Thursday, June 14, 2007

What next for Gaza

It is clear that Hamas fighters control Gaza and the remaining pockets of resistance will be surrendered within a fews days if not hours, Abdulbari Atwan writes. Fatah leaders have fled to safety in Cairo, and there isn't any motivation for their people to continue defending positions that are now without significance. The urgent question now is what will Hamas do once it has full control and has purged all of its enemies, and what will the million and a half Gazans do?

How will Hamas go about providing food, water, electricity, control of the border-crossings, dealing with the international community, provision of security, basic civil administration, fuel distribution, and all the events of daily life that are suddenly their responsibility following another collapse of general and preventive security?

First will come the withdrawal of Fatah ministers from the national-unity government, and perhaps also some of the independent ministers [including finance, foreign, and information portfolios], and this means the collapse of the government, although not of the PA itself, and it will also mean the almost complete severing of the relationship between Gaza and the West Bank. Secondly, there could well be a transfer of the fight between the two big factions (Hamas and Fatah) from Gaza to the West Bank, and there are already indications of this, because we have already witnessed Fatah people in control of Nablus and other West Bank cities, as if to say "You have Gaza, but we have control of the West Bank".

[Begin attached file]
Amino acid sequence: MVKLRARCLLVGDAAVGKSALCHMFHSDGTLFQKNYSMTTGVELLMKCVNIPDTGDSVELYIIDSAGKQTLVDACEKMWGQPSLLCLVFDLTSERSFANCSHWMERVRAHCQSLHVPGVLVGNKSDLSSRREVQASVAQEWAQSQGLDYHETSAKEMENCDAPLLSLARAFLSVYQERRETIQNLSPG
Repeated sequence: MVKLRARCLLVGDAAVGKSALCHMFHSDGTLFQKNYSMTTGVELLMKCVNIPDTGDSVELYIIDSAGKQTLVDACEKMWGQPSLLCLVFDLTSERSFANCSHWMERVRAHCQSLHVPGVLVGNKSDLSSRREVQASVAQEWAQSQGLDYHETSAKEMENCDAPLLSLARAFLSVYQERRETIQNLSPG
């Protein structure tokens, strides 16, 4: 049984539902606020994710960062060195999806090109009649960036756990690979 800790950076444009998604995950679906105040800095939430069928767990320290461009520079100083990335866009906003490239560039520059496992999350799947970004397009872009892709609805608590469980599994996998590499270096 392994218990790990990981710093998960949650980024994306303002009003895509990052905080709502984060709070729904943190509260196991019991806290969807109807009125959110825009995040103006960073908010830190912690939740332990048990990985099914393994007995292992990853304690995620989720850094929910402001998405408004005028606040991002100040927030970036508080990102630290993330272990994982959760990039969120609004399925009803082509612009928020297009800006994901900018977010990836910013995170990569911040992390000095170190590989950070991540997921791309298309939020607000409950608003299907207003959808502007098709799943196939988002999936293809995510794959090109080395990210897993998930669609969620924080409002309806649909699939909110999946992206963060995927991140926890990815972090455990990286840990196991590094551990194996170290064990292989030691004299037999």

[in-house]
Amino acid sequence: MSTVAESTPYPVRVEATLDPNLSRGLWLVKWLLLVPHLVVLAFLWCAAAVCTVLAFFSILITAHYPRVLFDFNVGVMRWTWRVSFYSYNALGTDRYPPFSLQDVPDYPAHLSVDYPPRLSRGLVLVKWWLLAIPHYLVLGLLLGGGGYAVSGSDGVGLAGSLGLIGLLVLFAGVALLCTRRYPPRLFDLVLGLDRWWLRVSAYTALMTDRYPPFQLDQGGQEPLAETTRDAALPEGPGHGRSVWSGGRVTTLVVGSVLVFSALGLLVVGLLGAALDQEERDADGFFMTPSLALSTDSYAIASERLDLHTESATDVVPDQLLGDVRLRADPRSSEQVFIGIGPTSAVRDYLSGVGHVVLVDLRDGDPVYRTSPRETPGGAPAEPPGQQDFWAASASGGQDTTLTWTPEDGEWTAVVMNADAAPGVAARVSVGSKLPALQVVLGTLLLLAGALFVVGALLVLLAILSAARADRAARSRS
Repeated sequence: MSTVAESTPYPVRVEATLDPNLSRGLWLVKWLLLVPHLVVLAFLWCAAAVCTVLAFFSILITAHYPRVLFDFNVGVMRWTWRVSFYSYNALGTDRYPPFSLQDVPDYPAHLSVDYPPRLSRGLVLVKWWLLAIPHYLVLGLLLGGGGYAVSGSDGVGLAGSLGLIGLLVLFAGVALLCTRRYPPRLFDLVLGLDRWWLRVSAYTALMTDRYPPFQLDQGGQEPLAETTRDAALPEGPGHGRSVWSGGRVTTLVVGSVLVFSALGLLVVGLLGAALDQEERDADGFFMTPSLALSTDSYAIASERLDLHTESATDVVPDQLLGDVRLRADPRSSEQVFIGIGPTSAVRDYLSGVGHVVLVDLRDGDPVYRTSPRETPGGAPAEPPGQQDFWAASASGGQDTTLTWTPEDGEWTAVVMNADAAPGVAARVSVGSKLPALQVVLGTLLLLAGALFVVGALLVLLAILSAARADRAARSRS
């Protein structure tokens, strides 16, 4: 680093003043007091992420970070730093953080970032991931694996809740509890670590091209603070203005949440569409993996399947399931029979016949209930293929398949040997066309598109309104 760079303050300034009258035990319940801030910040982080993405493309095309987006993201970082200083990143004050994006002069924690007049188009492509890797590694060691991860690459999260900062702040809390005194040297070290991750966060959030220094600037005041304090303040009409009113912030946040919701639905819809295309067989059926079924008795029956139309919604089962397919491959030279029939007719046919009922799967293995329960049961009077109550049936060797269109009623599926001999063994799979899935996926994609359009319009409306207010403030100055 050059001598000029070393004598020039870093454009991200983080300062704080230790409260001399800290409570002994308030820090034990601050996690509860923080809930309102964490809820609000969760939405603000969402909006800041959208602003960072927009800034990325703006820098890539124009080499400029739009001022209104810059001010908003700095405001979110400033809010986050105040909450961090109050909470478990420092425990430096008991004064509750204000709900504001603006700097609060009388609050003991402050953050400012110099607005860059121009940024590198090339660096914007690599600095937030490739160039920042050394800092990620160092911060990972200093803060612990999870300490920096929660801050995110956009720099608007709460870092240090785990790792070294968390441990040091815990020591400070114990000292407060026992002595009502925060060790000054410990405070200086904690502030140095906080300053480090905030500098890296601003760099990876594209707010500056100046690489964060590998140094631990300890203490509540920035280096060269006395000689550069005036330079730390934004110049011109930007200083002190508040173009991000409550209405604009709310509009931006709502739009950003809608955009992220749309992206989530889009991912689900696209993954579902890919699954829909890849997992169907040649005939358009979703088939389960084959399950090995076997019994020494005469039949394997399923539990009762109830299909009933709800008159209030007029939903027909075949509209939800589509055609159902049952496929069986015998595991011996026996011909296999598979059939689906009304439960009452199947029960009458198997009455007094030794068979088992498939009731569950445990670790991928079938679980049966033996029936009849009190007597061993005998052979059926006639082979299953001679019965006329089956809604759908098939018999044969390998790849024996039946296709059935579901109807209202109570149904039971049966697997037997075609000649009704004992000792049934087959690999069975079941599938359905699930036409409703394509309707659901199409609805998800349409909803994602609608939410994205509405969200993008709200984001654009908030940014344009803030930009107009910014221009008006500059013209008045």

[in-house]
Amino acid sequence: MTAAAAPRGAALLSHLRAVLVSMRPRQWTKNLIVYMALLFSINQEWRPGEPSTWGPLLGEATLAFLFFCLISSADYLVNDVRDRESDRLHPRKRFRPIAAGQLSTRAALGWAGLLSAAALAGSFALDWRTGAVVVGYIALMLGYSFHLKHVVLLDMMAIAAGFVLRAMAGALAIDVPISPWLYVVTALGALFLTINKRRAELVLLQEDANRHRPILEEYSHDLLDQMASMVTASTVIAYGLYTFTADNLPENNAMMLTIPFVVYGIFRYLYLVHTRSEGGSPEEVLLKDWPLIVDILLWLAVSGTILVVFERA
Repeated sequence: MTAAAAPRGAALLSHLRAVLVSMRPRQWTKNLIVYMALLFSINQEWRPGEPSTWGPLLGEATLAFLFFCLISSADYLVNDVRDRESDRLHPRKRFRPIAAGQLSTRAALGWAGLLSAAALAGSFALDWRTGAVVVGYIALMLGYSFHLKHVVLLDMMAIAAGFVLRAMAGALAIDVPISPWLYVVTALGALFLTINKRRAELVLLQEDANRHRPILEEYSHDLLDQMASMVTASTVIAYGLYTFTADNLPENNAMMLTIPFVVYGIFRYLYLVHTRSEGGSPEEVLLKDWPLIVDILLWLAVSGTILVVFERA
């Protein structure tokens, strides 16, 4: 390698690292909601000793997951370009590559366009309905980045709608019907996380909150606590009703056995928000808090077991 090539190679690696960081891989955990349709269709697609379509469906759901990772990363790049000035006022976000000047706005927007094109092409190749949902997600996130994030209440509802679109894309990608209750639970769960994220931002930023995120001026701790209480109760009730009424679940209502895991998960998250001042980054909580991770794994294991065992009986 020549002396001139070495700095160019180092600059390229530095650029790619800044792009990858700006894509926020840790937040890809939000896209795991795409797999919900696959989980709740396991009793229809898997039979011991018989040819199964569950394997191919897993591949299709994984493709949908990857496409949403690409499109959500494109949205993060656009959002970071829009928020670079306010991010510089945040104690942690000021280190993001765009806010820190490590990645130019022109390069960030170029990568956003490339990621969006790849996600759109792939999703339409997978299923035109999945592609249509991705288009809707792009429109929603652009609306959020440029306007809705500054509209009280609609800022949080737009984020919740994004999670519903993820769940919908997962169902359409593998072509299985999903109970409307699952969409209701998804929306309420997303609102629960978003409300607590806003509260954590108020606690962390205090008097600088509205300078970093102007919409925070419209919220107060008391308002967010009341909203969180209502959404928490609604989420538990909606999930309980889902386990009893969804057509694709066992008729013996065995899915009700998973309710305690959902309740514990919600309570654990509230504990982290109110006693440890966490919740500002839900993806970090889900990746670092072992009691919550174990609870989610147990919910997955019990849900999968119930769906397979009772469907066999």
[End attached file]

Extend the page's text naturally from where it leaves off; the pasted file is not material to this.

Third, it is possible Egypt will seal off its border with the Gaza Strip, and all assistance and help from the outside world will come to a halt, because Egypt doesn't want another experience (referring to 1967) of refugee camps on its border or within its territory...

Fourthly there is the question of how the victorious Hamas will deal with the other factions including Islamic Jihad, the popular resistance councils, the Al-Aqsa Martyrs Brigade, the Brigades of Abu al-Rish, and the Islamic Army. Will Hamas deal with them, and if so to what extent and on what basis?

Fifth: Will Gaza become a Palestinian Hanoi or a Palestinian south-Lebanon, turning into a launching point for fierce resistance to Israel, and what will be the response, will there be a another occupation, or will the prior experience be repeated of rocket shelling on the prretext of wiping out Hamas? What is happening in Gaza is the height of madness and mistaken calculations, as if someone had carefully set a trap for Hamas, this national organization that bears the responsibility for the resistance, and has offered up hundreds of martyrs in recent years. ...